Please use this identifier to cite or link to this item:
|Scopus||Web of Science®||Altmetric|
|Title:||Aborted microspores acts as a master regulator of pollen wall formation in Arabidopsis|
|Citation:||The Plant Cell, 2014; 26(4):1544-1556|
|Publisher:||American Society of Plant Biologists|
|Jie Xu, Zhiwen Ding, Gema Vizcay-Barrena, Jianxin Shi, Wanqi Liang, Zheng Yuan, Danièle Werck-Reichhart, Lukas Schreiber, Zoe A. Wilson, and Dabing Zhang|
|Abstract:||Mature pollen is covered by durable cell walls, principally composed of sporopollenin, an evolutionary conserved, highly resilient, but not fully characterized, biopolymer of aliphatic and aromatic components. Here, we report that ABORTED MICROSPORES (AMS) acts as a master regulator coordinating pollen wall development and sporopollenin biosynthesis in Arabidopsis thaliana. Genome-wide coexpression analysis revealed 98 candidate genes with specific expression in the anther and 70 that showed reduced expression in ams. Among these 70 members, we showed that AMS can directly regulate 23 genes implicated in callose dissociation, fatty acids elongation, formation of phenolic compounds, and lipidic transport putatively involved in sporopollenin precursor synthesis. Consistently, ams mutants showed defective microspore release, a lack of sporopollenin deposition, and a dramatic reduction in total phenolic compounds and cutin monomers. The functional importance of the AMS pathway was further demonstrated by the observation of impaired pollen wall architecture in plant lines with reduced expression of several AMS targets: the abundant pollen coat protein extracellular lipases (EXL5 and EXL6), and CYP98A8 and CYP98A9, which are enzymes required for the production of phenolic precursors. These findings demonstrate the central role of AMS in coordinating sporopollenin biosynthesis and the secretion of materials for pollen wall patterning.|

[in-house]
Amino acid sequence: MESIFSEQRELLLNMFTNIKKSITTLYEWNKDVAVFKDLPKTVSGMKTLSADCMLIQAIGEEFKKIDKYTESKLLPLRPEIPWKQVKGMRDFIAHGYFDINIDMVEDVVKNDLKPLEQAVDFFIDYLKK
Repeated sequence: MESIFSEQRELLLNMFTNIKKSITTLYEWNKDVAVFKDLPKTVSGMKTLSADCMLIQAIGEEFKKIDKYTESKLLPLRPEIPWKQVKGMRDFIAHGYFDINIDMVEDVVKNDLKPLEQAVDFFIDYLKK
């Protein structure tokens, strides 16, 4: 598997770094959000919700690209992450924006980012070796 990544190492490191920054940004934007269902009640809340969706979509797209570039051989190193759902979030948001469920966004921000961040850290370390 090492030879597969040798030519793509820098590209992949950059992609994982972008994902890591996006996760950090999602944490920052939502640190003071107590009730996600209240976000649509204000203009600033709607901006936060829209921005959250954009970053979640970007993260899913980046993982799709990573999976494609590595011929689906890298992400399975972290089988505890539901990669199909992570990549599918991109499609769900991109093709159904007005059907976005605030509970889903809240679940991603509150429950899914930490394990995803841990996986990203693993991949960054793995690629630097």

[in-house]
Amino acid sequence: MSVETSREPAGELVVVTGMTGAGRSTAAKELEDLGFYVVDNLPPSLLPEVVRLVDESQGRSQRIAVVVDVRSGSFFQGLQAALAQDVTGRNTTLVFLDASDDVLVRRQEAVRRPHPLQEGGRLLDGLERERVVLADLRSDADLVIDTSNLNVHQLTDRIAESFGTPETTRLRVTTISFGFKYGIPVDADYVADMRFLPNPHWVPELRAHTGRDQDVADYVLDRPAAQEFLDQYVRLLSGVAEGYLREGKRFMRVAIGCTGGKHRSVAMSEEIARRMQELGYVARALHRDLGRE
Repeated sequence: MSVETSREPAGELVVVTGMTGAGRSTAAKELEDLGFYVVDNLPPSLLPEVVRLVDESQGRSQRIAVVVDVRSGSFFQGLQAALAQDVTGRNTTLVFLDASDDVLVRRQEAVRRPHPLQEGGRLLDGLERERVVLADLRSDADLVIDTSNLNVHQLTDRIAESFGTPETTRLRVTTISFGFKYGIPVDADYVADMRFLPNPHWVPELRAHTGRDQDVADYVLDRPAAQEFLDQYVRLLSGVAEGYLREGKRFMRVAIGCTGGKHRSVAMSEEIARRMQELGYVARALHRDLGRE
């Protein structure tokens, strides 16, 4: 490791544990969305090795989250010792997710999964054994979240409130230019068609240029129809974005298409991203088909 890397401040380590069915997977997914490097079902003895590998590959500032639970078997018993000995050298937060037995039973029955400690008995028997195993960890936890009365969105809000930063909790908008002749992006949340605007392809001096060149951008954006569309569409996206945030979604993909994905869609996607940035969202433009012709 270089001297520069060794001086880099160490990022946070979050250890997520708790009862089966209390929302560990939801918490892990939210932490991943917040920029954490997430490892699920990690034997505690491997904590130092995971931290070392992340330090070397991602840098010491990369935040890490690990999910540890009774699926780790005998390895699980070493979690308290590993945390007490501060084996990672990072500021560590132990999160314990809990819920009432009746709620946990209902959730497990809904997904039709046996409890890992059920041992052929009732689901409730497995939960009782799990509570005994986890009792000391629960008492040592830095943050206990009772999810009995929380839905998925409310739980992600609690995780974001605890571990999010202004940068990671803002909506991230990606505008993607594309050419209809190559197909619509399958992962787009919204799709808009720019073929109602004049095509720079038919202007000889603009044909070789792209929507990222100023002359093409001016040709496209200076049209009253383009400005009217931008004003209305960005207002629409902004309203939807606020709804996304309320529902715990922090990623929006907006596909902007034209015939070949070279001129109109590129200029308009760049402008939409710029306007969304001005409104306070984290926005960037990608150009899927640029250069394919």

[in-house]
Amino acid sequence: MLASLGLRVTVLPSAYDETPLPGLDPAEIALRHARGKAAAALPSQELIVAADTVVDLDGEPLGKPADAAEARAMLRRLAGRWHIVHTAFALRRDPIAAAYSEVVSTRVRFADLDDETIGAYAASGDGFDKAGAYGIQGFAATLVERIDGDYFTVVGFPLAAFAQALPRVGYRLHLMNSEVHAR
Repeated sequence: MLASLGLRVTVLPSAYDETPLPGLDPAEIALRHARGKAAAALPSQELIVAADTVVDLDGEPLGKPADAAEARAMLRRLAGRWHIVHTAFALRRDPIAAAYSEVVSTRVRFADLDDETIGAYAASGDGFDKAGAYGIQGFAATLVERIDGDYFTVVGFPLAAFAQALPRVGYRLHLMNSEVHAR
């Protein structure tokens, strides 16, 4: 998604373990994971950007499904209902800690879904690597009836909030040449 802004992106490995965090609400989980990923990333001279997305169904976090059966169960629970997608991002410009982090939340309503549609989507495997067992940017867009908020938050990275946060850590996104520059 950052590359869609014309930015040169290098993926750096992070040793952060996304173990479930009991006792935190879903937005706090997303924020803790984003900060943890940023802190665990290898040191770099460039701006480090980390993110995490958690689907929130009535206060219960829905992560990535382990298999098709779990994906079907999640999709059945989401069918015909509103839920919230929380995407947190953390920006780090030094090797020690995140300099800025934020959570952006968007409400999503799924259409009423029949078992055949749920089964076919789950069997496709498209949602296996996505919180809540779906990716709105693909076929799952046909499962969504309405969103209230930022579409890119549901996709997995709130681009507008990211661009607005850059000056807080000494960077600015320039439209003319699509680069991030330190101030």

|Rights:||© 2014 American Society of Plant Biologists. All rights reserved.|
|Appears in Collections:||Agriculture, Food and Wine publications|
Files in This Item:
There are no files associated with this item.
Items in DSpace are protected by copyright, with all rights reserved, unless otherwise indicated.